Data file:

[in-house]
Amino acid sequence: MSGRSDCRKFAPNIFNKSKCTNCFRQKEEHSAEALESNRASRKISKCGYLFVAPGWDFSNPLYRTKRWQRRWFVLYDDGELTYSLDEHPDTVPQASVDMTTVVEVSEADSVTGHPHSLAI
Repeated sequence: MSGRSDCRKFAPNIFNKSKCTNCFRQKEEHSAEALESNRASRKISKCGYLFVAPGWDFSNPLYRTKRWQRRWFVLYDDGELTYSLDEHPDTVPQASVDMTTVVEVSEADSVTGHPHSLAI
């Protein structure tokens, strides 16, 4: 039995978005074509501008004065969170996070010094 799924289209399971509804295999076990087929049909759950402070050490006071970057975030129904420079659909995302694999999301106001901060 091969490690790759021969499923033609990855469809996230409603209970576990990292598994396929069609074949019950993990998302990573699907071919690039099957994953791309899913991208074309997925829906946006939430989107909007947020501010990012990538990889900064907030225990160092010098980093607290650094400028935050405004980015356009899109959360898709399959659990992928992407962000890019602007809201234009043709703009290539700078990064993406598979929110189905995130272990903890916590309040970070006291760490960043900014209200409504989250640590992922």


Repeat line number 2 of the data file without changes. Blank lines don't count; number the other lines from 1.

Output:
Amino acid sequence: MSGRSDCRKFAPNIFNKSKCTNCFRQKEEHSAEALESNRASRKISKCGYLFVAPGWDFSNPLYRTKRWQRRWFVLYDDGELTYSLDEHPDTVPQASVDMTTVVEVSEADSVTGHPHSLAI